In 1938, the purges are in full swing.
In the genre, Stalin stands a little there.
1793, next, will be a joke.
No one will escape persecution.
The arbitrary reigns.
An officer, who has committed the worst abuses, suddenly feels remorse.
Visions haunt him.
Ghosts assail him.
He wants to obtain forgiveness from his victims.
Only one solution: flight.
Shaved head, red tracksuit, he hides in a city full of dangers, rumbling with threats and symbols.
The torturer no longer knows where to turn.
The civilians are shaking.
The authorities are on his trail.
There are plenty of reasons to prosecute him.
Subversion, high treason, sabotage, the choice is vast.
He is accused of being a spy in the pay of foreign countries.
What has changed in him?
Guilt engulfs him.
His fault is enormous.
If one dared, it would almost be a question of sin, but dialectical materialism does not use such terms.
Captain, Volkonogov would like to be captain from now on of his own destiny.
The task is tough.
He is no longer himself.
Innocence is that lost continent that may never have existed.
The way to forget these "specific methods" in which he participated?
Torture deploys treasures of invention: crushing a suspect by climbing a board together, suffocating him by blocking the pipe of a gas mask or forcing him to sing during his ordeal.
Superiors teach recruits how to shoot opponents in the back of the neck.
Article 58 authorizes all overflows.
Read alsoThe last days of Stalin, by Joshua Rubenstein: the orphan USSR
The hero zigzags through disused factories, rushes through dusty corridors, takes refuge in ruined palaces with floors strewn with straw, hides in sheds with walls covered with saltpetre.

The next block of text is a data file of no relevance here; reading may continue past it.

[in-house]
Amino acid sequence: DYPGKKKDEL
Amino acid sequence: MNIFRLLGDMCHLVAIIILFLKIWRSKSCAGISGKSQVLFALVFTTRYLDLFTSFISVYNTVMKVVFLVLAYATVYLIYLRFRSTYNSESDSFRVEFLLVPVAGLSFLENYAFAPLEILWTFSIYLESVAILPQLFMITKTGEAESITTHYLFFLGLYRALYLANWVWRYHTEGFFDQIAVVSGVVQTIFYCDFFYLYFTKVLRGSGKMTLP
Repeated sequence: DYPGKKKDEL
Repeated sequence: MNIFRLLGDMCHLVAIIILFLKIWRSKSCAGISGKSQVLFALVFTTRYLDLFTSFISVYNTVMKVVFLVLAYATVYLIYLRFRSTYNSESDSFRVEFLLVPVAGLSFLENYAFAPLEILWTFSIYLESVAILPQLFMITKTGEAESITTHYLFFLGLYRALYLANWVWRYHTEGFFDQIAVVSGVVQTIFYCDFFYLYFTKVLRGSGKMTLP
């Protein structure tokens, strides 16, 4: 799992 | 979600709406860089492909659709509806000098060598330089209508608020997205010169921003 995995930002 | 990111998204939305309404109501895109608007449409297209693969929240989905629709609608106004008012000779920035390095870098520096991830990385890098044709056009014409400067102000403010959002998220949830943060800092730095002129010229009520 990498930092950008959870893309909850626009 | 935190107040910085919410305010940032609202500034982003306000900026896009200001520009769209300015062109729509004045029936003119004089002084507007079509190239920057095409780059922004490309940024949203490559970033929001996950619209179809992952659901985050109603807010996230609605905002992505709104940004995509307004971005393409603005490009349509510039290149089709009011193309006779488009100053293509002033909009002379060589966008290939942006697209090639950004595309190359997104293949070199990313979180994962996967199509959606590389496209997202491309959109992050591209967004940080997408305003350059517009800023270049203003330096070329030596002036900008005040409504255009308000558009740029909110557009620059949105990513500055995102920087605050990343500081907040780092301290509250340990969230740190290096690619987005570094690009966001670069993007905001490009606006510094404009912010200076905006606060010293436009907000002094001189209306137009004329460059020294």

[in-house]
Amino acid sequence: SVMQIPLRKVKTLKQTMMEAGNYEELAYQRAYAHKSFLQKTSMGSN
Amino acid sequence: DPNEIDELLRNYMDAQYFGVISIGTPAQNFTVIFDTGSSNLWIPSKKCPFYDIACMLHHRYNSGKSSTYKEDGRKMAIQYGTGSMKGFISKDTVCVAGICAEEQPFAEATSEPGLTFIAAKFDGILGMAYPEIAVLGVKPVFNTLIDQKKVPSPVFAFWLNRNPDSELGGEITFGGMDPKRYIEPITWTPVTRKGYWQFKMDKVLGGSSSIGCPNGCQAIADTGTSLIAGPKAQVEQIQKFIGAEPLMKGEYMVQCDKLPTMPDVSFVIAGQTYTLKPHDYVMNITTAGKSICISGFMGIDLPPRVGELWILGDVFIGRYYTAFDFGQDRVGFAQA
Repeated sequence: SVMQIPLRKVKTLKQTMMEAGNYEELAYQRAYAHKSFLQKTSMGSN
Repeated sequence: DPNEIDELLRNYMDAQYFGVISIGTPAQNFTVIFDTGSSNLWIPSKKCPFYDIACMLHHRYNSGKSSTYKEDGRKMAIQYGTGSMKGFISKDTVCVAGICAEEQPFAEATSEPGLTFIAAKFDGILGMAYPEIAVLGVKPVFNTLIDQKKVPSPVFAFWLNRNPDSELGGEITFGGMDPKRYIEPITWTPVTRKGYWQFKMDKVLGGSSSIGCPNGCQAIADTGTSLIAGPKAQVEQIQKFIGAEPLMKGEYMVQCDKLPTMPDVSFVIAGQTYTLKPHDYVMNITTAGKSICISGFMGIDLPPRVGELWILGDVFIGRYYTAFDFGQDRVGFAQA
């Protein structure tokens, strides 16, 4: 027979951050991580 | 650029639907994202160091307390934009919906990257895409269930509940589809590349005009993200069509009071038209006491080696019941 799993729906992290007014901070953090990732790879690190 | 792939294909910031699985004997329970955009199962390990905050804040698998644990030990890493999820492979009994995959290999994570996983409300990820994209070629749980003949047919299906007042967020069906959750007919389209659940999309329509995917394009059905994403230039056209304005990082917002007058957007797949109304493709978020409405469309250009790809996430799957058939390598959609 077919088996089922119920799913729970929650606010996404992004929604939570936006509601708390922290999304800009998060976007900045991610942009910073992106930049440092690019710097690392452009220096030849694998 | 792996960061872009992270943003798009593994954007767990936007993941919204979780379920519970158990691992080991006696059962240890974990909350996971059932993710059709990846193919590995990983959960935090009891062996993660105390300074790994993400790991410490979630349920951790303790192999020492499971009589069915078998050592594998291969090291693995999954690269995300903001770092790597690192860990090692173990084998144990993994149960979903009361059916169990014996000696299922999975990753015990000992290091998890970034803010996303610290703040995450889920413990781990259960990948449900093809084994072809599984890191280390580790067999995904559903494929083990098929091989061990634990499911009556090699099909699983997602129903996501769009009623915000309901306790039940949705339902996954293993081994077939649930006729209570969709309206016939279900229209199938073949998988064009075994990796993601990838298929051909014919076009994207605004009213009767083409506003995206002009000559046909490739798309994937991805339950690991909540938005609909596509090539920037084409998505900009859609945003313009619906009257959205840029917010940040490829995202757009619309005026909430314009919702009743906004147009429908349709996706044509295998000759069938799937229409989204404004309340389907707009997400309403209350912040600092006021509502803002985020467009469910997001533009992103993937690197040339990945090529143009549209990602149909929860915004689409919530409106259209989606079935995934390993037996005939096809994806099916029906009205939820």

It's a drifting metropolis, dripping
Blade Runner scenery
without neon lights.
An aquarium light bathes this cursed odyssey, halos these nightmarish landscapes where disorder and madness wear uniforms.
We have blood on our hands, but we quote Gogol between two swigs of vodka.
The devil read Karl Marx
The manhunt turns into a path of redemption.
The dead come out of the ground.
Fathers deny their sons and regret not having witnessed their execution.
We were there.
Politics was a steamroller.
It's as if the devil had read Karl Marx.
The captain bangs against the windows.
An orphan throws his faults back in his face.
Even his fiancée asks him to surrender.
Grace touched him.
He clings to his illusions, tries to preserve what is left of him that is human.
At one point, a miraculous appearance, an orange Zeppelin flies over the buildings in slow motion under the incredulous gaze of passers-by, a brief moment of peace in this tornado of violence and emotions, reminiscent of a sequence from Hope and
, by John Boorman.
Natalia Merkoulova and Alexeï Tchoupov film like we box.
They jump at our throats.
Warmth is not their forte.
Their cinema does not really purr.
Aesthetes will say that it's all very Russian.
This is a compliment.
The executioners also have a soul.
Is this good news?
In any case, it provides this terrible, feverish, inhabited film, clenched like a fist, rough like a lava rock.